Neglected tropical diseases | Country activities | Cutaneous leishmaniasis in the Syrian Arab Republic

Cutaneous leishmaniasis in the Syrian Arab Republic

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School children in Aleppo, Syria being actively screened for ACL (L. tropica)Active case search is a key component to control anthroponotic cutaneous leishmaniasisAnthroponotic cutaneous leishmaniasis is concentrated in the northwest of the Syrian Arab Republic, particularly Aleppo and its surroundings. The parasite is L. tropica and the vector Ph. sergenti. Following a reduction in the number of cases in the 1950s, possibly as a side-effect of antimalarial DDT spraying activities, a resurgence of about 5000 recorded cases occurred in 1988. Since then numbers have risen steadily over the years despite focal indoor spraying with residual insecticides and other control measures. The disease continues to spread to new areas.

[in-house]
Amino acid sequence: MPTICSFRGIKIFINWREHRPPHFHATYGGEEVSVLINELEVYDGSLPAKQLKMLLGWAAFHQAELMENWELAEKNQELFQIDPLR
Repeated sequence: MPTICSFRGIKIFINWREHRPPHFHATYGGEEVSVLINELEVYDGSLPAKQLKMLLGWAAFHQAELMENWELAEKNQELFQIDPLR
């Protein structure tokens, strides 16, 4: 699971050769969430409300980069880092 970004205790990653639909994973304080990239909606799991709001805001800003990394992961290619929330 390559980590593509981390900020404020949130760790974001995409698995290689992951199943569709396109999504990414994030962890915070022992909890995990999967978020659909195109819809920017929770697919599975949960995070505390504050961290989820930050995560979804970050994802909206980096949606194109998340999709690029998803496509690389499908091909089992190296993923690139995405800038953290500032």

Control measures include early detection and treatment of cases and vector control. Vector control using indoor residual spraying has been the main strategy for many years. Personal protection measures include the use of impregnated bednets.

Zoonotic cutaneous leishmaniasis due to L. major occurs mainly in the north east and in rural Damascus.

Surveillance includes both active and passive case detection. There is a peripheral centre for leishmaniasis control in each province. Diagnosis and treatment services are provided free of charge and reports are compiled on a monthly basis. Pentavalent antimonials are used for treating patients. Most cases are treated by intra-lesional injections, and in a few cases, intramuscular injections are given.

The provision of treatment at government treatment centres has greatly reduced the severity of the disease in most cases, and the number of severe cases. Treatment coverage has grown from an estimated 25% in 1992 to 80% in 2006. Recent studies found Ph. papatasi and Ph. sergenti to be the most abundant sandflies in Aleppo. The former was mainly endophilic while the latter was equally endo- and ectophilic, and was opportunistic in its feeding habits, with a possible preference for humans and cattle. The bionomics of Ph. sergenti may certainly be in relation to the inefficacy of control campaigns based on indoor spraying with residual insecticides that have been implemented to control the epidemics of anthroponotic cutaneous leishmaniasis in the Aleppo governorate.

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